The Achilles tendon is a strong non-elastic fibrous tissue that connects the calf muscles to the calcaneus (heel bone). It is also the largest tendon found in the human body and helps an individual to engage in everyday exercises like walking, jogging or running. Notably, when calf muscles contract, the Achilles tendon tightens, hence pulling the heel, for a movement like walking to take place (Pedowitz & Kirwan 2013). The tendon is further located at the back of a leg, where it runs from the heel to the calf as seen in figure 1 below. The tendon attaches the gastrocnemius muscle and the soleus muscle to the calcaneus. An Achilles strain or rapture hence occurs when the tendon completely tears or otherwise raptures.
The Achilles tendon is significantly strong and can withstand ground reactive forces of up to 6-8 times the body weight, at an average of 800 foot strikes/mile. A tear or rapture of the tendon is often a result of overuse or, age, inadequate footwear, abnormalities resulting from conditions like gait among others. Nonetheless, there are other extrinsic factors like use of drugs with corticosteroids and fluoroquinolones, which are known to weaken the Achilles tendons, thus increasing the risk for a strain when conducting basic physical activities like walking, running or jumping (Sode et al., 2007).
The severity of this particular injury is defined by the nature of the rapture or tear. In many instances, people tend to experience a slight tear, which is an incomplete tear that may go unnoticed until the individual cools down from an activity. Partial tears are more prominent than complete rapture of the Achilles tendon and is often misdiagnosed as a sprain (Pedowitz & Kirwan 2013). Notably, raptures to the Achilles tendon are very common in athletes who constantly load the tendon while preparing to push off. This can happen when there is a sudden change in direction when the athlete begins to run or jump, and is a result of a tremendous force generated by the calf muscles through the Achilles tendon to propel the body forward. Another way to injure the Achilles tendon would be through acute force trauma, where an individual’s Achilles tendon is literally cut off by a sharp object either accidentally or during a violent encounter. Nonetheless, this method is very rare.
Other common mechanisms of injury include a sudden forced plantar flexion, a violent dorsiflexion of a plantar flexed foot, as well as a sudden dorsiflexion of the foot. A forced plantar flexion is very common and can occur when a person stretches out to pick an item from a high shelf, in ballet dancing when dancers use the tip of their feet and even when people wear high heeled shoes (Pedowitz & Kirwan 2013). On the other hand, dorsiflexion of the foot is experienced when walking or even pressing on a car peddle. In rare cases, some patients get Achilles tendon rapture from attrition of the tendon due to preexisting peritenonitis regardless of a tendinosis present.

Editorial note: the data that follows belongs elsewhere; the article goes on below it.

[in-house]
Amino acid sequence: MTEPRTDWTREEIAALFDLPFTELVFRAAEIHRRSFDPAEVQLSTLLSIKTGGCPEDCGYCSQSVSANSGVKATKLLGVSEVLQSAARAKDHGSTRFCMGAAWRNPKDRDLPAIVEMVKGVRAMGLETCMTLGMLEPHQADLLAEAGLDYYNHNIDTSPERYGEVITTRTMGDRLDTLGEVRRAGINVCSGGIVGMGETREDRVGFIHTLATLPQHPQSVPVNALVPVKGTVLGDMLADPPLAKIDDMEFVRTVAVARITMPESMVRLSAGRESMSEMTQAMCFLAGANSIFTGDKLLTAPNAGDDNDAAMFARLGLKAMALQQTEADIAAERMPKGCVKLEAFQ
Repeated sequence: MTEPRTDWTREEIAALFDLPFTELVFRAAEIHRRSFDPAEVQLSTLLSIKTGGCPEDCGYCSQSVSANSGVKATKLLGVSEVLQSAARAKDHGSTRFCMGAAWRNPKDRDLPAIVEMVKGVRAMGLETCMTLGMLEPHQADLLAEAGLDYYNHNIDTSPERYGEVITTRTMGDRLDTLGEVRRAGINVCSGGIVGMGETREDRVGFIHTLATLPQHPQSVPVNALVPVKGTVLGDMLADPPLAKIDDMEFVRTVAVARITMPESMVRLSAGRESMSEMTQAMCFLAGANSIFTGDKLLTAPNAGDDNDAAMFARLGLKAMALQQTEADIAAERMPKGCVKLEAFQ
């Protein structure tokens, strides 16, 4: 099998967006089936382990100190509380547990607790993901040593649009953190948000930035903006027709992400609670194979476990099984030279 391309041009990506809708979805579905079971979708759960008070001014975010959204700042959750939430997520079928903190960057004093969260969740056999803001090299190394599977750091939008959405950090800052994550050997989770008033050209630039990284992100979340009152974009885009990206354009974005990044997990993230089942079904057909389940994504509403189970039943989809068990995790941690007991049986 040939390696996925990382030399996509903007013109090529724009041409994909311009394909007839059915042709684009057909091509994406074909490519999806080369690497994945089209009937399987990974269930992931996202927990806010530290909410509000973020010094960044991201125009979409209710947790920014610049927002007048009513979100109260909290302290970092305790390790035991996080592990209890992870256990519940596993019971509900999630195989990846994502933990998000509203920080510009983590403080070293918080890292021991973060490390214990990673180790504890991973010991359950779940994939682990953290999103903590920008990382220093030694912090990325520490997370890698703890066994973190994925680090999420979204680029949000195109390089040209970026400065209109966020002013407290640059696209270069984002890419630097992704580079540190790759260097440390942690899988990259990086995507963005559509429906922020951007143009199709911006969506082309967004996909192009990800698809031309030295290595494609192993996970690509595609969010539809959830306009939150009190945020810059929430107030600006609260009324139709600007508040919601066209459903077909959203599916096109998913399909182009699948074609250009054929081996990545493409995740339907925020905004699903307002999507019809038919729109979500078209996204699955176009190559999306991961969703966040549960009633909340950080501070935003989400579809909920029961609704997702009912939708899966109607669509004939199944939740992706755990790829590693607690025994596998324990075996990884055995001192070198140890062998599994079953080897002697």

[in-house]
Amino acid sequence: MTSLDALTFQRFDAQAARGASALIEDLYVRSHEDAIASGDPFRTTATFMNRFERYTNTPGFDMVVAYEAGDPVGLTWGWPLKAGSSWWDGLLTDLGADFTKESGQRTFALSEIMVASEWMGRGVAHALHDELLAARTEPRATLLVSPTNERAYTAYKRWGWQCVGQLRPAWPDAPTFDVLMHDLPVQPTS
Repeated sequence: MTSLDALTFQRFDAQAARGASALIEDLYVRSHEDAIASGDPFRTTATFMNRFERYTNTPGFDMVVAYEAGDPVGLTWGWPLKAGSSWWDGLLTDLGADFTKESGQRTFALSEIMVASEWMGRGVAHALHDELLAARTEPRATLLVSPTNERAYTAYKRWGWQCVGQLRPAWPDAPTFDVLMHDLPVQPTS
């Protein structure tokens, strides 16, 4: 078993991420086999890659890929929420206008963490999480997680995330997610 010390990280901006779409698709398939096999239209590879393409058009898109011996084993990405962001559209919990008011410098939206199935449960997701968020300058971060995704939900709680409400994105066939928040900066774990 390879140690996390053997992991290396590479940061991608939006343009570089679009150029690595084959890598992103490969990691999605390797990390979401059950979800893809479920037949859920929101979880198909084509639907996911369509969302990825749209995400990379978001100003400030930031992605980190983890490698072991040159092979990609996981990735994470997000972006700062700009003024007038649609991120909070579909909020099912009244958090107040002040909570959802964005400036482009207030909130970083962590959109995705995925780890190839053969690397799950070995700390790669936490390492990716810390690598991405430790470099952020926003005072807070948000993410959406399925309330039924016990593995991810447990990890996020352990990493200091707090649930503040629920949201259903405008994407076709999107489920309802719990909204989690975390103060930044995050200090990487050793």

Anatomy of the Injury
An Achilles tendon structure is made up of an extracellular matrix and thin, cylindrical cells. These cells include tenocytes and tenoblasts, which are responsible for synthesizing components of the extracellular matrix (Paavola, 2001). The matrix consists of elastin and Type-I collagen which gives the tendon strength. Additionally, the collagen contains ground substance which consists of glycosaminoglycans and proteologycans (Ahmed et al., 1998). The tendon is surrounded by an elastic sleeve called the partenon, which works to allow free movement between the surrounding tissues. Further, the partenon is made up of cell layers which transport blood in the tendon.Given that there exists very few blood vessels, the blood flow in the tendon is poor hence elongating the period of recovery following a trauma (Carr & Norris 1989). When the Achilles tendon raptures, a patient feels the pain and may experience inability to push off when starting to run, jump, walk or tiptoe. The rapture often splits the tendon into two, a factor that requires immediate medical attention.
Signs and Symptoms
When a person raptures the Achilles tendon, they would first experience a sharp pain at the point of rapture and throughout the ankle. A person is also likely to hear a snapping sound. All other preceding symptoms will be felt within the immediate surroundings of the tendon. Notably, pain is often felt above the heel, when an individual stretches the ankle or tries to stand on toes (Pedowitz & Kirwan 2013). The area of rapture may also feel swollen, stiff and tender. Alongside the pain, patients with the injury report experiencing bruising and difficulty pointing the toes as well as pushing the toes forward to walk. Those who manage to walk, do so with a marked limp. In the case where the rapture is partial, the pain may be mild but will get worse if neglected. Additionally, upon rapture, the sharp pain experienced may subside quickly, hence risking a misdiagnosis where doctors may be led to diagnose a sprain. Other symptoms of the injury include morning pain, which occurs as a result of stretching as well as exacerbation of the injured location when walking uphill (Pedowitz & Kirwan 2013).